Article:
It’s now four months since we moved to York, and we have a fully functioning veggy patch! Yay!
The tomatoes have started to set on my Gardener’s Delights, and after spending a good hour removing all extra leaves and trusses that won’t set in time to fruit, they are looking pretty damn good. Not bad at all for an outdoor crop.
My next boast is for my broccoli plants ‘Monaco’. They have been eaten by many a caterpillar this year, but it hasn’t slowed them down. Even my slug-hunter is excited for these.
And then there are the donated raspberry plants which have withstood a broken fence post, unfortunately to fix the fence they will have to be moved, hence why it’s being held up with pieces of wood. I’m looking forward to a fruitful year next year.
So finally, just to show you how the veg patch is coming along since April – the before and after photos.
Thankfully it’s a lovely bank holiday weekend for a bit more pottering around, and it’s almost time to start planting out winter rocket – and then it’s time to sort the front garden. There’s always plenty to do.
Yes, I do apologise for the title!
The rabbits joined me at the end of my first year of University.
Dusty was an unwanted pet of a friend of a friend, and I took her in.
She is a lionhead, originally called Blue – and a he (the first visit to a vet was a shock).
Once identified as a female – the name Dusty stuck, as she just collects the sawdust in her fur, and it ends up everywhere. Dusty was an indoor rabbit – I didn’t have a garden, and she had a cage and an indoor run – much to the annoyance of my housemates who could no longer use the front room!
And I loved to have her indoors – she was friendly and happy to see me every morning, and would sit on the sofa with me whilst I was reading.
However after 2 months I decided that she needed a friend whilst I was at work. She was getting grumpy, eating wallpaper and refusing to use her litter tray anymore. Off to get neutered, and a new friend for her.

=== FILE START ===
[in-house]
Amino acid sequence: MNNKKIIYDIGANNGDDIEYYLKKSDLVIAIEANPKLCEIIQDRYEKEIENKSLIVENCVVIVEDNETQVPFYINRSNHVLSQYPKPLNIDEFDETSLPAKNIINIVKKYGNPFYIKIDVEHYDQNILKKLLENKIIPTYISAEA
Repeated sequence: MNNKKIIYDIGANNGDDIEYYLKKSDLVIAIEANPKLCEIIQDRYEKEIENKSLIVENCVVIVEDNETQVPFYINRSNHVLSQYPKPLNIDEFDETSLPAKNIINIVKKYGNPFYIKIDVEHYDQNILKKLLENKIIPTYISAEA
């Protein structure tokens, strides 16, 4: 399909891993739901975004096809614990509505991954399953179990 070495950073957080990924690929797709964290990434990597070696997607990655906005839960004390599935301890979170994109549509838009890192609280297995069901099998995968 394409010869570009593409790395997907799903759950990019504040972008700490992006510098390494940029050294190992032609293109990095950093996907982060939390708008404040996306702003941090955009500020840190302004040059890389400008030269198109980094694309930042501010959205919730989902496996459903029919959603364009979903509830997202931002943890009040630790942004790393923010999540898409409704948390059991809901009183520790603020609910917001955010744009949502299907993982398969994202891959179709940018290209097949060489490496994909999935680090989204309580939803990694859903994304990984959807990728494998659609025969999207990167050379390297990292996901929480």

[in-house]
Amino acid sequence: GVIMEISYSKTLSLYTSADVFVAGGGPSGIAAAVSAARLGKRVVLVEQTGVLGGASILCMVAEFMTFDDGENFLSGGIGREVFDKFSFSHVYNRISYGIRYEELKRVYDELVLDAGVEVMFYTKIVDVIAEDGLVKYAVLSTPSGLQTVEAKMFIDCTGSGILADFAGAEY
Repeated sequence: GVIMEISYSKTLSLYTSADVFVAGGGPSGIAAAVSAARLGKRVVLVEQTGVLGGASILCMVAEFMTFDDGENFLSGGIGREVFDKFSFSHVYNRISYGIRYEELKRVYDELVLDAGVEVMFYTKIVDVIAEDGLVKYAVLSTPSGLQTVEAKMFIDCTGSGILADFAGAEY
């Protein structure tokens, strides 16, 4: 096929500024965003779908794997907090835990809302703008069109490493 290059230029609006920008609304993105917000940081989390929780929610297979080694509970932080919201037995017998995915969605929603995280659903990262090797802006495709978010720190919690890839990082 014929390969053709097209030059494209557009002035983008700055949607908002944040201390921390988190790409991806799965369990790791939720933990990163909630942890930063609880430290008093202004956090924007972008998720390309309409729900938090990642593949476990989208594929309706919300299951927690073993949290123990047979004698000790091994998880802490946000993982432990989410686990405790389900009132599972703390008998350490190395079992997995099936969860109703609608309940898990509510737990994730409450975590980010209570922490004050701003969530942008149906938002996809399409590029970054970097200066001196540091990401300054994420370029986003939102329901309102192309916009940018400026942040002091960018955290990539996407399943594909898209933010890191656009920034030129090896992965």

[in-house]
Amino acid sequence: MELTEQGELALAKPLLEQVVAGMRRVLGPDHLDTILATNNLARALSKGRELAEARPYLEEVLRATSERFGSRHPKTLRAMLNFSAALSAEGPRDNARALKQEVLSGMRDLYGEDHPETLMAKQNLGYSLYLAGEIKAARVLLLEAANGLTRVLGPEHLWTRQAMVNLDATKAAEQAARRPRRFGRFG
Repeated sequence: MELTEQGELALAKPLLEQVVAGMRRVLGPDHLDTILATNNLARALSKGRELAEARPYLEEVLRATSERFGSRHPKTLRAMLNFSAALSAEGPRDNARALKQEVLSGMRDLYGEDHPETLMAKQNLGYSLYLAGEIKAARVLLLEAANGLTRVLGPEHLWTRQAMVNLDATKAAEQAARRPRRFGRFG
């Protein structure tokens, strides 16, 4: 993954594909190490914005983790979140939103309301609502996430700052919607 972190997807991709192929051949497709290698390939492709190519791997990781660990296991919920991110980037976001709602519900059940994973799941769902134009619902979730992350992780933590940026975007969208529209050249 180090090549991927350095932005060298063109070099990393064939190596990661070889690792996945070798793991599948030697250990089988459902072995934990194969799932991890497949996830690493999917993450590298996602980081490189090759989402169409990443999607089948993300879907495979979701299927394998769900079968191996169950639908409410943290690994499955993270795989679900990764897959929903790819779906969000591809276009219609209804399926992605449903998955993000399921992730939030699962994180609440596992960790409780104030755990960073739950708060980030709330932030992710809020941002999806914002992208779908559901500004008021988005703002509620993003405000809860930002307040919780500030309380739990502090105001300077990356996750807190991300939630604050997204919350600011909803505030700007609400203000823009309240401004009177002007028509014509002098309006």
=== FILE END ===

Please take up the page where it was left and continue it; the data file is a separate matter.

Along came Duncan. This time a lionhead crossed with an English Spot.
They have been best friends ever since. However they both had a habit of eating wallpaper.
During my last year of University, I was not allowed to have the bunnies in my accommodation, so they went on Holiday to my parents – and they got an outside hutch, and little run and they were ever so happy.
They learnt to dig – and eat anything they could get their little mitts on.
and now I have a garden – they have a little pen here too. I know my mum loved to have them, but I’m glad they are back. It’s just shame that they have such a thing for my strawberry plants.
The worst of the weather has passed, and now comes the aftermath.
I have found a large grouping of mushrooms growing right by my broccoli plants, and decided to have a quick google to see whether I should remove them, or if it’s safe to let them grow by my veg.
My conclusion is that many gardening forums are helpful, and you will get helpful unbiased reactions from experienced gardeners, but some answers are horrific. What a great way to encourage new gardeners by posting comments like “obviously you have not researched organic gardening before starting, I advise that you put planting anything else on hold until you have a better understanding”.
Now, I would call myself a beginner, often taking tips from gardening forums or my mum, but gardening is about trying, maybe failing, possibly creating something beautiful, and then trying to do the same, or better the next season.